According to the 18th annual checking survey from, consumers are facing record levels for ATM and overdraft fees. So, how can they defend against the trend?

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The average out-of-network ATM fee is now $4.52, which is a 21 percent jump over the last five years. The average overdraft fee is $33.07, up 9 percent since 2010.

Although this may sound like doom and gloom, consumers do have choices that can often help them avoid these fees altogether.

"Consumers really should be educated," said John McWeeney, President and CEO of the New Jersey Banker's Association. "They should be shopping for their services."

He said that each bank has their own unique set of products and services.
"The consumer, I think, has an opportunity and a responsiblity to themselves to be good shoppers for banking services," McWeeney said. chief financial analyst Greg McBride said these fees are often low-hanging fruit for banks to make revenue, but there are numerous ways to protect your wallet.

"Even though fees continue to move up and even though we continue to see record highs on both ATM fees and overdraft fees, you are not hostage to these higher fees," McBride said. "They do remain completely avoidable."

McWeeney and McBride said that consumers should take the extra time to plan out where and when they will withdraw money from and use their bank's ATM network to avoid the costly fees. Other tips include: using debit cards for purchases, getting cash back via point-of-sale purchases, and setting up apps on your phone to ensure you know the locations of your bank's ATMs.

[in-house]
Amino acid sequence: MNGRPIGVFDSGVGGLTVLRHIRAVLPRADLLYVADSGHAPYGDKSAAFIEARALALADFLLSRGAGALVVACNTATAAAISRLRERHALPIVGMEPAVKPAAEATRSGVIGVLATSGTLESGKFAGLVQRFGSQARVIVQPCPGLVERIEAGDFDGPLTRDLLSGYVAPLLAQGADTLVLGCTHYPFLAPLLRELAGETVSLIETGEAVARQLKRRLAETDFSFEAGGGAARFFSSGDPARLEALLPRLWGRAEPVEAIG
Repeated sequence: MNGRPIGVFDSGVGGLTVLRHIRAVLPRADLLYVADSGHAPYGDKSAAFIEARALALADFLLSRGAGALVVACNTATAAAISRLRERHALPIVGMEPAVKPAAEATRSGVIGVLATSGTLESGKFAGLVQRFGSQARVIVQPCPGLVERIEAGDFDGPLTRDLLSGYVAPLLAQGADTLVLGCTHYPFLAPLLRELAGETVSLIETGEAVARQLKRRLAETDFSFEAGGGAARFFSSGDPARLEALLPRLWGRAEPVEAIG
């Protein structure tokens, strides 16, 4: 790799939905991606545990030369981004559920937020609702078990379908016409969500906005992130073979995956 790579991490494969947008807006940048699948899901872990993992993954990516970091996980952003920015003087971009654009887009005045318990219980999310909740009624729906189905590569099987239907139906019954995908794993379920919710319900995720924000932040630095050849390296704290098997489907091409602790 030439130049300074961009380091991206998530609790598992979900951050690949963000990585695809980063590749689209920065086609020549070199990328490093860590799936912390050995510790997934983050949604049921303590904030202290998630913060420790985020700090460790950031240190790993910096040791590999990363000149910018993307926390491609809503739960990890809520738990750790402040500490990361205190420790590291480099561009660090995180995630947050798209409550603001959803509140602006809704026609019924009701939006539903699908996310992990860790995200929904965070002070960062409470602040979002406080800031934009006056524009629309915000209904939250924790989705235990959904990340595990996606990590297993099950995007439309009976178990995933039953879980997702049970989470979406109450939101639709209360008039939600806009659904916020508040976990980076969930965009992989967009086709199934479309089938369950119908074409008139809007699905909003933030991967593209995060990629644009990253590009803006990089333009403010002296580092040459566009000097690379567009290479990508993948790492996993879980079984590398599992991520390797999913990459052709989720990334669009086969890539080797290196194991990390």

Both expect the ATM fees to continue to jump. McBride said many customers are already taking these extra steps to avoid the ATM fees, so the cost fro banks to maintain the network is spread over fewer transactions.

They also offered several steps to steer clear of the hefty overdraft fees: setting up balance alerts for cell phones and email, maintaining a certain balance, direct depositing work pay and social security, and linking checking and savings accounts in the event you mistakenly overdraft.

McWeeney also reminded consumers to keep the relative costs in perspective since banks do have expenses that are constantly on the rise.

"When you look at the fees that are being paid and if you compare that to what people are paying for a cup of coffee at Starbucks, seems to me like it's a pretty good deal," McWeeney said.

"Take the steps necessary to avoid the fees," said Greg McBride,'s chief financial analyst. "Regardless of how high they go, there are plenty of people that never pay them. You can be one of those people."